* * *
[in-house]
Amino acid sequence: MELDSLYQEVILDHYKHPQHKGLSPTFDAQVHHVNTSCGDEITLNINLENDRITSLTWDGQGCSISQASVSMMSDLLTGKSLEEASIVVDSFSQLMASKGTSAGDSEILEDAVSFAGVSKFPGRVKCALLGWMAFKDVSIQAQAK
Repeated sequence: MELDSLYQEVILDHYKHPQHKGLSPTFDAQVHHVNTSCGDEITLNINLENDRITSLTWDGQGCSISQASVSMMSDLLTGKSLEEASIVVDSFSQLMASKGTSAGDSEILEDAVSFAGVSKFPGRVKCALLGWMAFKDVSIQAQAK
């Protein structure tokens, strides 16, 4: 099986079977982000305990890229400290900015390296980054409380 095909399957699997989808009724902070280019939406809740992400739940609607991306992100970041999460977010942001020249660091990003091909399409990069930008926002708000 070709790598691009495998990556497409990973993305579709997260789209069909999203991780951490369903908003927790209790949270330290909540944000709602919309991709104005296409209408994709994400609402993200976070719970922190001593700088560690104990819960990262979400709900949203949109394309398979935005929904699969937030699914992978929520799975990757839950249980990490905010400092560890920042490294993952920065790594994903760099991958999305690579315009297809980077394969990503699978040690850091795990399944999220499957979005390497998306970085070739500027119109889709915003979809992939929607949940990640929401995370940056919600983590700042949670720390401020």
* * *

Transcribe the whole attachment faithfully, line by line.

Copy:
[in-house]
Amino acid sequence: MELDSLYQEVILDHYKHPQHKGLSPTFDAQVHHVNTSCGDEITLNINLENDRITSLTWDGQGCSISQASVSMMSDLLTGKSLEEASIVVDSFSQLMASKGTSAGDSEILEDAVSFAGVSKFPGRVKCALLGWMAFKDVSIQAQAK
Repeated sequence: MELDSLYQEVILDHYKHPQHKGLSPTFDAQVHHVNTSCGDEITLNINLENDRITSLTWDGQGCSISQASVSMMSDLLTGKSLEEASIVVDSFSQLMASKGTSAGDSEILEDAVSFAGVSKFPGRVKCALLGWMAFKDVSIQAQAK
């Protein structure tokens, strides 16, 4: 099986079977982000305990890229400290900015390296980054409380 095909399957699997989808009724902070280019939406809740992400739940609607991306992100970041999460977010942001020249660091990003091909399409990069930008926002708000 070709790598691009495998990556497409990973993305579709997260789209069909999203991780951490369903908003927790209790949270330290909540944000709602919309991709104005296409209408994709994400609402993200976070719970922190001593700088560690104990819960990262979400709900949203949109394309398979935005929904699969937030699914992978929520799975990757839950249980990490905010400092560890920042490294993952920065790594994903760099991958999305690579315009297809980077394969990503699978040690850091795990399944999220499957979005390497998306970085070739500027119109889709915003979809992939929607949940990640929401995370940056919600983590700042949670720390401020």